If I were to make a list of the musical wonders of the world, the string tremolo of the Vienna Philharmonic would surely feature somewhere near the top. Honed among the lofty peaks of Bruckner’s symphonies and refined by the shimmering banks of so many Blue Danubes, it can run the gamut from a delicate, barely perceptible haze to a full fortissimo wall of immovable velvet. And the pure visual spectacle of the Viennese violins sawing ecstatically away through the climaxes of Bruckner’s Seventh fully matches the aural splendour. 

Riccardo Muti conducts the Vienna Philharmonic
© Markus Werner

When Simon Rattle was getting to know the Berlin Philharmonic, he would talk repeatedly about that orchestra’s sound, a big solid whoosh bolstered by the Philharmonie’s bold acoustic. Here, in Berlin’s own Goldener Saal, at the first full symphonic concert of a residency at the Konzerthaus, the Wiener showed they can match the Berliner decibel for decibel. But they also offer that characteristic warmth, those individual, tangy winds and noble, expansive brass. 

On this occasion, Riccardo Muti seemed largely happy to let them do their thing, presenting a grand conception defined by the sort of non-interventionist approach that seems increasingly to be the preserve of elder statesmen of the podium with nothing to prove. Admittedly, in the first half, Muti’s impassive direction brought less to a performance of Mozart’s G major Flute Concerto. The orchestra certainly mustered plenty of elegance and grace – the way the oboe gently poked through the string texture at its first entry gave a good clue as to the quality of musicianship on display. The players showed how you can offer lively, witty and engaging Mozart playing within the sort of well-upholstered sound world that it’s easy to dismiss as old-fashioned these days. 

Nevertheless, the soloist, the orchestra’s own Karl-Heinz Schütz – superbly urbane and elegant – often seemed to be straining at the leash, trying to persuade his colleagues to let their hair down a little. The resulting tension was by no means negative, but Schütz seemed at his happiest while rhapsodising in the cadenzas and in his enchanting encore, a dainty account of Arthur Honegger’s Danse de la chèvre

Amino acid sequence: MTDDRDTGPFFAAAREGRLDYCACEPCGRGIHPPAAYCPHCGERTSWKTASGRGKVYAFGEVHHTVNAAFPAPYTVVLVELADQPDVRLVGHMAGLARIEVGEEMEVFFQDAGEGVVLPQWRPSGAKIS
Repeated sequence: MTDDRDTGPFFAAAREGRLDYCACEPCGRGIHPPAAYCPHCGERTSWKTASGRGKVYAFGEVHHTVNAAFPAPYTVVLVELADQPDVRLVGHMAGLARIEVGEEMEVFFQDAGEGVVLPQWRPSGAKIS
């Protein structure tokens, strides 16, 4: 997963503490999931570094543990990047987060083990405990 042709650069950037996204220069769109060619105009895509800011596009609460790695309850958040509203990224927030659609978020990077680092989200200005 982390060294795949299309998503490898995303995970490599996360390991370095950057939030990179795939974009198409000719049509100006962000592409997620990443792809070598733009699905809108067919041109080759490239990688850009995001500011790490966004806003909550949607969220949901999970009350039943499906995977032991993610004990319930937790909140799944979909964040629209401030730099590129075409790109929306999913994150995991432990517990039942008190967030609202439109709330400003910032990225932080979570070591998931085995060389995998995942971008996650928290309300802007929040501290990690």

Karl-Heinz Schütz and the Vienna Philharmonic
© Markus Werner

There were no similar tensions after the interval, and the sheer unity of purpose throughout Bruckner's grand score was mightily impressive, as was the technical polish. Right from that opening shimmer and the arrival of the cello line, lovingly cushioned by the brass, one knew that quality was not going to be in short supply. Muti, with minimal movements used to coax and hush, clearly has a great rapport with the orchestra. On the raised stage of the Konzerthaus, though, you immediately noticed the level of rapport between the players themselves, looking relaxed and constantly casting glances between themselves as well as towards the podium. 

Muti’s interpretation revealed itself only gradually. He let the first movement unfold steadily, neither pushing nor dragging, asserting confidently its own sense scale grandeur and scale. The famous Adagio was built up patiently and lovingly, the Scherzo allowed to pound away purposefully. Only in the finale did one long for a bit more of a guiding hand to mould it into more than a series of grand rhetorical gestures. 

Those seeking novelty in pacing, voicing or phrasing will have left disappointed, and I did wonder whether the conductor might have intervened more in bringing detail to the vast sonic canvas, or have done more to tone down the fortissimos that seemed to pile up more and more unrelentingly. But the pleasure in hearing the orchestra on such unbuttoned form, playing with freedom and enjoyment in repertoire they can rightly call their own, is not something I’ll forget in a hurry.